7. In a time of ongoing hyper-partisanship, Congress approved what some consider one of the most consequential environmental bills to pass in a decade -- a measure imposing more oversight over tens of thousands of unregulated chemicals. "These chemicals are found in everything from kids toys to furniture and cleaning and personal items and the American people deserve to know what chemicals they are being exposed to and should have confidence that they are truly safe because the government is doing its due diligence to help protect them," Senator Reed, a co-sponsor, said in a statement. Senator Sheldon Whitehouse, also a co-sponsor, said, “Until now, our nation’s outdated chemical safety regulations failed to protect communities and the environment from harmful substances, and saddled businesses with a hodgepodge of regulations. While this compromise bill is not perfect, it is an important step that allows the EPA to prevent toxic chemicals from being used in everyday products. It will also make things easier on businesses in Rhode Island and all over the country."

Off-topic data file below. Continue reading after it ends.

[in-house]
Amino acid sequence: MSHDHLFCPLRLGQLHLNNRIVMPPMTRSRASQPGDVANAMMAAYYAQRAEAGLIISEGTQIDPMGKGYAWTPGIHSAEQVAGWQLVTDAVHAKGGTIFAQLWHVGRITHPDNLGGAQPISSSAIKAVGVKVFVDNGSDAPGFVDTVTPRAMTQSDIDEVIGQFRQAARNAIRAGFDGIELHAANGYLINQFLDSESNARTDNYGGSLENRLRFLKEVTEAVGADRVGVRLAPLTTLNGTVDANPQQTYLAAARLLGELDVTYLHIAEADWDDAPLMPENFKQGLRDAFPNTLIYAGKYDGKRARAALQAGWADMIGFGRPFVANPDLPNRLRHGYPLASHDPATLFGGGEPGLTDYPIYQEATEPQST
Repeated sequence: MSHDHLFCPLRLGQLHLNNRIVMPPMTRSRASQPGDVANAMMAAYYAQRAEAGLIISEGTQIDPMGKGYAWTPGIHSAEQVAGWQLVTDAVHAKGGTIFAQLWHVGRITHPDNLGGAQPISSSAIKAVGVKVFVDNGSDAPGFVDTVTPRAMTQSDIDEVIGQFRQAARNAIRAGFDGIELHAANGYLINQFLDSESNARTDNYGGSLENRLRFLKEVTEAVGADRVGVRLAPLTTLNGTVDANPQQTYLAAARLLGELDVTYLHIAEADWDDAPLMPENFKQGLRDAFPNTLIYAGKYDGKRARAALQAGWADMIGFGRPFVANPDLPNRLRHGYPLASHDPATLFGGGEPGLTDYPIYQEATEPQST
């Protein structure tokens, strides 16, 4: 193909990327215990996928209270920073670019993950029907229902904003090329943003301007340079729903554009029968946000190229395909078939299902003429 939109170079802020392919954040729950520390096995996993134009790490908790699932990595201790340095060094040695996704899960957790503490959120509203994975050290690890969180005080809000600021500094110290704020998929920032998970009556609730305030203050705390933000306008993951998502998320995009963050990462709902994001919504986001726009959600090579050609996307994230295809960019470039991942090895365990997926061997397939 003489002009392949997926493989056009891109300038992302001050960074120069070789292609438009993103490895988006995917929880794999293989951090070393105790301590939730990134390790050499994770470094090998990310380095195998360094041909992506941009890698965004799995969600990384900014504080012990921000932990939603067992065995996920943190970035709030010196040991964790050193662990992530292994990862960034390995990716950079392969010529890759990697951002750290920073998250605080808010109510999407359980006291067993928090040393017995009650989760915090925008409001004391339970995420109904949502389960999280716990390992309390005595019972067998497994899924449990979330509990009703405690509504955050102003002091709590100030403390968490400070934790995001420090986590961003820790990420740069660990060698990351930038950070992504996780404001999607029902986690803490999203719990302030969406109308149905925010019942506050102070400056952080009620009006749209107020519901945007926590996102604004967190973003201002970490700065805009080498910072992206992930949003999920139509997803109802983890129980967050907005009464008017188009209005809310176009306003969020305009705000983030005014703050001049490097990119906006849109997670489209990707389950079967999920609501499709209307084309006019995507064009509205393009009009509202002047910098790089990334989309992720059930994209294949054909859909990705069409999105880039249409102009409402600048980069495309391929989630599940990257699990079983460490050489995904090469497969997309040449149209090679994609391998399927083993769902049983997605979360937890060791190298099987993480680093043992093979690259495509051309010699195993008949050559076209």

8. Did you know that Rhode Island's new Chief Marketing Officer, Lara Salamano, is a native of Warwick? That she knows all about Gaspee Days? And that regional tourism officials were involved in the interview process for her job? The #CoolerandWarmer hangover cast a shadow Friday as Commerce RI officials went out of their way to honor local sensibilities while unveiling Salamano, 45, during a mid-day news conference. Her 20 years of marketing experience doesn't include a tourism background, but Commerce Secretary Stefan Pryor and tourism officials say they're confident she's the right person for the job.